Special to the Financial Independence Hub
Always show up for a free lunch!
That’s the tongue-in-cheek advice I give all “soon to retire” folks but, frankly, taking advantage of free lunches is key for every investor.
I use the term “free lunches” for all manner of benefits and it’s alarming to me how many people pass them by. Many employers offer employees matching contributions to Retirement Savings accounts that require the employees to pull out their own wallet too.
One major corporation I worked with gave all employees a contribution of 6% of their salary to the Defined Contribution Pension Plan. The employer would contribute a further 4%, contingent upon the employee also contributing 4%. That’s a great free lunch! A shocking number of employees felt they couldn’t afford to participate: they said they couldn’t meet all their other financial obligations without that 4% of salary. Actually, by making the 4% RRSP contribution they also earned a tax deduction, so the after-tax, out-of-pocket expense was even less.
Don’t overlook the daily Special
Many companies offer employees the convenience of group savings programs, even where there are no company-funded contributions. That too has value; the investment choices available in these plans often have significantly below market rate MERs (management expense ratios) and no account fees or cost to buy or sell. One company with which I am familiar has a savings plan offering a solid range of investment funds with MERs ranging from a low of 0.10% to a high of 0.58%.
Only a knowledgeable investor, capable of building a low cost ETF (exchange traded fund) portfolio, could match this low-cost option. If the contributions are made to a group RRSP, the employer can also add the convenience of reducing the tax paid at source. Since the contributions and investments are made regularly, often monthly, we can add the benefit of dollar cost averaging to the mix.
What other free lunches are often overlooked?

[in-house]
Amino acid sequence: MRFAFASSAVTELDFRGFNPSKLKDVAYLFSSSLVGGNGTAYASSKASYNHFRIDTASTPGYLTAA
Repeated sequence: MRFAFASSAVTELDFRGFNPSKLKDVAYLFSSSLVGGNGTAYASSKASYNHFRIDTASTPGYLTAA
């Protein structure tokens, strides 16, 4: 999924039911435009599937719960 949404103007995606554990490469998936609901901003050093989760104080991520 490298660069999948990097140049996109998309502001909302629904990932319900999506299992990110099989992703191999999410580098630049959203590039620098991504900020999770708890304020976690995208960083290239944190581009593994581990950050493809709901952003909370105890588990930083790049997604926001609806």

Have a close look at the company benefit coverage: some employers offer flex-benefits that allow options for benefits not utilized. If a spouse has good medical and dental coverage, it may be possible to use your credits toward tax-favored options like a Health Spending Account or Group RRSP. Don’t make the rookie mistake of taking that credit in cash: that’s taxable income!
Does the company offer a share purchase plan? Some companies allow for share purchases at below-market price with no purchase commissions and the ability to participate in the DRIP (dividend reinvestment program). Some make it even easier by offering one year interest-free loans, repayable through payroll deductions.
No company free lunches? No problem!
Our Canadian tax system offers some free lunches too. Saving for a child’s education via an RESP (Registered Education Savings Plan) earns a 20% Canada Education Savings Grant (CESG) of up to $500. Free lunches are also available to disabled persons utilizing Registered Disability Savings Plans (RDSP).
The Tax Free Savings Account (TFSA) allows all Canadians contributing to a plan the opportunity to earn investment returns tax-free. Check the Canada.ca web site for details on all these programs.
Heather Compton retired from a career as vice president and senior investment advisor with a major financial services firm and husband Dennis Blas, from IT management positions. Both have extensive experience in personal development and life skills programs. Heather remains engaged in financial and lifestyle issues in her roles as presenter and facilitator of pre-retirement and financial literacy programs; Dennis continues to use his talents as technical guru in supporting Heather’s work. They are co-authors of “Retirement Still Rocks – Canadian Boomers Invest in Life” available from Amazon.ca. See their website at www.retirementrocks.ca